One problem: It looks a lot like the law he signed in 2006 while he was governor of Massachusetts.

“In every important respect the Obama plan and the Romney plan are identical,” says Michael Cannon, Cato director of health policy studies.

In a new video, Cato’s David Boaz and Michael Cannon explain how alike the two plans really are. Watch:

Cato scholars have been critical of Romney’s health care plan since its inception.  In June 2006, Michael Tanner authored the Cato Briefing Paper, “No Miracle in Massachusetts: Why Governor Romney’s Health Care Reform Won’t Work,” and concluded:

[T]he act goes far beyond an individual mandate to radically change the way health insurance is bought and sold in the state. Many observers see Massachusetts’s reforms as a model for the nation, but a closer look provides ample reasons to be skeptical.

…Health care needs more consumer control and freer markets, not more government regulation, controls, and subsidies. The Massachusetts reform takes us in the wrong direction.

(It was not long before Tanner’s predictions about the Massachusetts plan came true.)

Romney’s record on health care will certainly come up if he pursues further political aspirations in the next few years. As David Boaz asks, “How can he lead the charge against a health care plan that is modeled on his own? How can he go around denouncing a government takeover and an intrusion of people’s rights when he authored a very similar plan?”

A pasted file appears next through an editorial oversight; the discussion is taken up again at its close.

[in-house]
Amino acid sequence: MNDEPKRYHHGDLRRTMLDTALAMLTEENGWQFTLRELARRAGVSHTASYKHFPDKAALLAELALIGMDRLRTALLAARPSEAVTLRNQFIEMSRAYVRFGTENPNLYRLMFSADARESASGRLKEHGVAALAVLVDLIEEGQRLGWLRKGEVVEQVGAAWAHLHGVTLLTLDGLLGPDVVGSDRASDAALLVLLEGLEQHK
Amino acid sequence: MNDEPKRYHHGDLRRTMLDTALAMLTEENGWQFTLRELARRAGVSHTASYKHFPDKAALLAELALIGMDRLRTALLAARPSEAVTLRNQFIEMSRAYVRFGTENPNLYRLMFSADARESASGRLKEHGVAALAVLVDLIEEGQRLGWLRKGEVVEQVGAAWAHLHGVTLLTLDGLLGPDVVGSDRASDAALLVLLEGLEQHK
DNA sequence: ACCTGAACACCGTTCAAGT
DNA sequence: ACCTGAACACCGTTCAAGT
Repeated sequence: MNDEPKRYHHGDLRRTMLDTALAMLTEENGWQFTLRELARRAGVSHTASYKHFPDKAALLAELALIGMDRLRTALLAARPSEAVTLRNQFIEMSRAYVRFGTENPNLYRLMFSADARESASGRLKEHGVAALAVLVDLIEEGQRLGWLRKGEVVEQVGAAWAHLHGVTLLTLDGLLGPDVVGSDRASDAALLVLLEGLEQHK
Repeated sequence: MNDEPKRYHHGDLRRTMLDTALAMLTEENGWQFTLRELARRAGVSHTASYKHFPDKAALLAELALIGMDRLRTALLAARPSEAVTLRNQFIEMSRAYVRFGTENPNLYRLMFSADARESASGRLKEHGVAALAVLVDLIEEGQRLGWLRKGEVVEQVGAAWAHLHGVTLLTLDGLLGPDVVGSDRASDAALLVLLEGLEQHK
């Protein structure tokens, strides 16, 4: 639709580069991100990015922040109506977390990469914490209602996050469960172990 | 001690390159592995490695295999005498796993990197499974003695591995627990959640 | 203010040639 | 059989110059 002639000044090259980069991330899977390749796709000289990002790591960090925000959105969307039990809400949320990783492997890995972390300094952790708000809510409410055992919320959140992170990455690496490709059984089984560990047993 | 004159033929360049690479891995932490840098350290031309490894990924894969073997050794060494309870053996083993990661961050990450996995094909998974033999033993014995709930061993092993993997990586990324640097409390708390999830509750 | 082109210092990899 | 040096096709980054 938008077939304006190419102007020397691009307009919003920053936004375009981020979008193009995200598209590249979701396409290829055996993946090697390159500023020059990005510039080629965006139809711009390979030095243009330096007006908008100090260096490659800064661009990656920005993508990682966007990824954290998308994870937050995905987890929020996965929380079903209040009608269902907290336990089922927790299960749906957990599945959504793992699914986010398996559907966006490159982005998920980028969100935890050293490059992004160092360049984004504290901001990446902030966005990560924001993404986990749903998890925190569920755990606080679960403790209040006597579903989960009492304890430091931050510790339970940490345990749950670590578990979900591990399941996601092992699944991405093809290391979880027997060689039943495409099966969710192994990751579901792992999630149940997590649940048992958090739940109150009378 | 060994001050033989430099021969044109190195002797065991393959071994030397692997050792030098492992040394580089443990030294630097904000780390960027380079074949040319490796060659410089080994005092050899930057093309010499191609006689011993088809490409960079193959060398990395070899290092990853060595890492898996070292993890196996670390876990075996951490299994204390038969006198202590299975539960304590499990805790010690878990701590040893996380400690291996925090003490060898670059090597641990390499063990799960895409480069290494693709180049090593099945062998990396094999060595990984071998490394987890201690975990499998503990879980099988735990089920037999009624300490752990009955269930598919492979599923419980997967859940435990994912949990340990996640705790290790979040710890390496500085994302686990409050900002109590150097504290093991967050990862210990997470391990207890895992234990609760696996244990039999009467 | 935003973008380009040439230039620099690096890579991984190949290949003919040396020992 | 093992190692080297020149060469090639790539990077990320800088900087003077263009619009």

Good question.

Waking Up at Last

Tony Blankley, former press secretary to Speaker of the House Newt Gingrich, exults in the Washington Times that Americans are waking up “to our heritage of freedom” and to the abuse of the Constitution:

All the following acts have suddenly awakened Americans to their Constitution: (1) The nationalization of car companies and banks; (2) the subordination of the car companies’ legal bondholders to union bosses; (3) the creation of trillion-dollar slush funds (the stimulus package) used for, among other purposes, the corrupt purchase of congressional votes; (4) the mandating of individual health insurance purchase against the will of Americans; (5) the attempt to have Obamacare “deemed” to have been enacted, rather than actually publicly voted on by Congress.